Tesla's Model Y to emerge as disrupter as China EV sales zoom in 2021
Tesla starts selling locally made Model Y in China this month
New models will help electric vehicle sales in China zoom this year, after tepid business in a virus-riddled 2020, and analysts predict Tesla's Model Y pricing will emerge as a major disrupter in the world's biggest car market.
Tesla Inc, which became the world's most valuable car maker last year, started selling locally made Model Y SUVs in China this month, for almost a tenth less than petrol-powered luxury cars with similar market positioning.
It set the starting price at 339,900 yuan (roughly R809,934), or 10% below official prices of Daimler's Mercedes GLC, BMW's X3 and Audi's Q5L — all locally made petrol sport utility vehicles (SUVs) with similar size and positioning.
“The pricing will disrupt the conventional premium cars market and shatter the traditional belief that the cost of an electric vehicle (EV) should be higher,” said Cui Dongshu, secretary-general at China Passenger Car Association (CPCA).
The Tesla Model Y pricing — that analysts say will be the price to beat — and new models from others such as Mercedes and BMW will help drive up demand in China, which also accounts for almost half of global EV sales.
Sales in China of so-called new energy vehicles (NEVs), which include battery electric, plug-in hybrid and hydrogen fuel-cell cars, are expected to grow 30-40% to around 1.8 million units in 2021, according to its top auto industry body China Association of Automobile Manufacturers and analysts.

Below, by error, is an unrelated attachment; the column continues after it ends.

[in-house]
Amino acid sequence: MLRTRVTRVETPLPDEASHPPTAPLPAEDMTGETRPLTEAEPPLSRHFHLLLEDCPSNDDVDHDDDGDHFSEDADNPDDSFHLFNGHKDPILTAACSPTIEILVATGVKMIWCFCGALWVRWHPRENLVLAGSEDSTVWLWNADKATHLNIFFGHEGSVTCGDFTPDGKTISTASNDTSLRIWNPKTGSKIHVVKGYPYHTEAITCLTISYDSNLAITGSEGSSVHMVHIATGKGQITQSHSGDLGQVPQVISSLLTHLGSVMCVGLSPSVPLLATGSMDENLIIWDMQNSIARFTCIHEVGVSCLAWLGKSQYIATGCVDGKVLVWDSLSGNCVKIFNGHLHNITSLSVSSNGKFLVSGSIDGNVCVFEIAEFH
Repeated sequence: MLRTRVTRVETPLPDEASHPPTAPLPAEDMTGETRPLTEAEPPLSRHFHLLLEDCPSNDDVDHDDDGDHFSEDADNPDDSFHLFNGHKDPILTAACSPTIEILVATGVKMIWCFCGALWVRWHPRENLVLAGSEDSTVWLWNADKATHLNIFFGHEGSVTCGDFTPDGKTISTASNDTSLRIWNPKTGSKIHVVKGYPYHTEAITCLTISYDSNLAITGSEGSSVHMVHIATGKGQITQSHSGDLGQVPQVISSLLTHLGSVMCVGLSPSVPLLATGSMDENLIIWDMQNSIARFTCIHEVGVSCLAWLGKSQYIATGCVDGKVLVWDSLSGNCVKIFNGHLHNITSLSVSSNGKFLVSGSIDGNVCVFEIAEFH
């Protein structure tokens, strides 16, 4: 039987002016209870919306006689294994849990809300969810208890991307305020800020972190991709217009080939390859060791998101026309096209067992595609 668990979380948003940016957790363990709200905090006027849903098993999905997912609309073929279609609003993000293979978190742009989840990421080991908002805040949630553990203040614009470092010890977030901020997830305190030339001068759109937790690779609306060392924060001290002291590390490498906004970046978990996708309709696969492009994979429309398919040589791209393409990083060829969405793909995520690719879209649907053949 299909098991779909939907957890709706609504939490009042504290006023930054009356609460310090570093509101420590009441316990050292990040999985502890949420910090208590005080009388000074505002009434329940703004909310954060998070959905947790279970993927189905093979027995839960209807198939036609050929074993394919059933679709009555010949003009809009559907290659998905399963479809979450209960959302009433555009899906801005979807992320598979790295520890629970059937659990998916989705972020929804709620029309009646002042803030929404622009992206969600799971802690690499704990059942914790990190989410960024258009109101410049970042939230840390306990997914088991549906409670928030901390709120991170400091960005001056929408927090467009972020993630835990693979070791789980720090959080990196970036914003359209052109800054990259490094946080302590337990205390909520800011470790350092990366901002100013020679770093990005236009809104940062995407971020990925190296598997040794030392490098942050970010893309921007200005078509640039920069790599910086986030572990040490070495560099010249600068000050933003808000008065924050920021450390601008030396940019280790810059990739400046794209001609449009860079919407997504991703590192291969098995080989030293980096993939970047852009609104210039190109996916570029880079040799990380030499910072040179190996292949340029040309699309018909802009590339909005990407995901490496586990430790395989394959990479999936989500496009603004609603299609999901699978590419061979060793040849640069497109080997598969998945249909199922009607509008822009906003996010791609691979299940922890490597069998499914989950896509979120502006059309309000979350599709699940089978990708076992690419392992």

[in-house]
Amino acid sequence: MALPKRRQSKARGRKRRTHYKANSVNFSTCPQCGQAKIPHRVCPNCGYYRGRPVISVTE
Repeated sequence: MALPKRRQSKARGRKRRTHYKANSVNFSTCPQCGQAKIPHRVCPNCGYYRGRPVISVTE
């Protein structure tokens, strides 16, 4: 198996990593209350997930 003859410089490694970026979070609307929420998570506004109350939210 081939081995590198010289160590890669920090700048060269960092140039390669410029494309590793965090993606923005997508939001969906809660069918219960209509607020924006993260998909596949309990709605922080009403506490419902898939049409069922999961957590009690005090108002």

NEV sales likely rose only 8% last year to 1.3 million, lagging a government target for annual sales to reach 2 million by 2020, as the Covid-19 pandemic forced people indoors and eroded demand in the first few months of the year.
China's decision to extend EV subsidies by two years, instead of phasing them out by end 2020, will also underpin demand in 2021. Beijing wants NEVs to account for 20% of its overall auto sales by 2025, versus about 5% now.
Stricter rules in some cities to promote greener vehicles and reduce air pollution are expected to force urban customers to buy EVs too, according to Yale Zhang, head of the Shanghai-based consultancy Automotive Foresight.
Betting on growing demand, NEV makers such as home-grown Nio Inc and Xpeng Inc as well as foreign players, such as Tesla, are expanding manufacturing capacity.
Tesla is expected to make “around or over half a million” vehicles in China this year, with around 20% earmarked for international exports, industry sources with knowledge of Tesla's orders to suppliers said.
That represents a big increase from 2020, when Tesla produced around 150,000 cars, analysts said.
Tesla did not immediately respond to a request for say.
Tesla's China website shows customers who place Model Y orders now need to wait until the second quarter for delivery.
It is offering the same financing tools to customers for the Model Y as it does for the Model 3 sedan that allow buyers to pay only 10% of the cost upfront when they get the car.
Tesla's Model 3, which it has been making in China for over a year, is also seen chipping away at the dominance of Daimler, Audi and BMW in the conventional premium auto sector.
Shanghai-made Model 3s outsold similarly positioned and more expensive Audi's A4, BMW's 3-series and Mercedes C-class in November, data from CPCA shows.
“Competitive pricing is the key,” CPCA's Cui said.